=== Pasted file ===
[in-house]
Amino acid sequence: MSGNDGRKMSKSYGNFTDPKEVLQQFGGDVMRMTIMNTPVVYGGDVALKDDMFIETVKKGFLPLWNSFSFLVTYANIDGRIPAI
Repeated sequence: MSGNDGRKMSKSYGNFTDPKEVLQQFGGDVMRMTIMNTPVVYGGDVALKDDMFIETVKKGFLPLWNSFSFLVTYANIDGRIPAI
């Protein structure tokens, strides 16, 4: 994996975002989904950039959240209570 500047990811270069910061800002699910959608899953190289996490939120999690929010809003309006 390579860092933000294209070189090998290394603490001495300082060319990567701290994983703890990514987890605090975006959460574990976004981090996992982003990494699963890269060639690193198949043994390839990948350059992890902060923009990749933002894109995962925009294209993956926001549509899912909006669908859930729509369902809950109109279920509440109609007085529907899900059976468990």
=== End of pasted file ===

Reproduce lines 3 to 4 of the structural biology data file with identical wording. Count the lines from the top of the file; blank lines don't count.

Repeated sequence: MSGNDGRKMSKSYGNFTDPKEVLQQFGGDVMRMTIMNTPVVYGGDVALKDDMFIETVKKGFLPLWNSFSFLVTYANIDGRIPAI
């Protein structure tokens, strides 16, 4: 994996975002989904950039959240209570 500047990811270069910061800002699910959608899953190289996490939120999690929010809003309006 390579860092933000294209070189090998290394603490001495300082060319990567701290994983703890990514987890605090975006959460574990976004981090996992982003990494699963890269060639690193198949043994390839990948350059992890902060923009990749933002894109995962925009294209993956926001549509899912909006669908859930729509369902809950109109279920509440109609007085529907899900059976468990």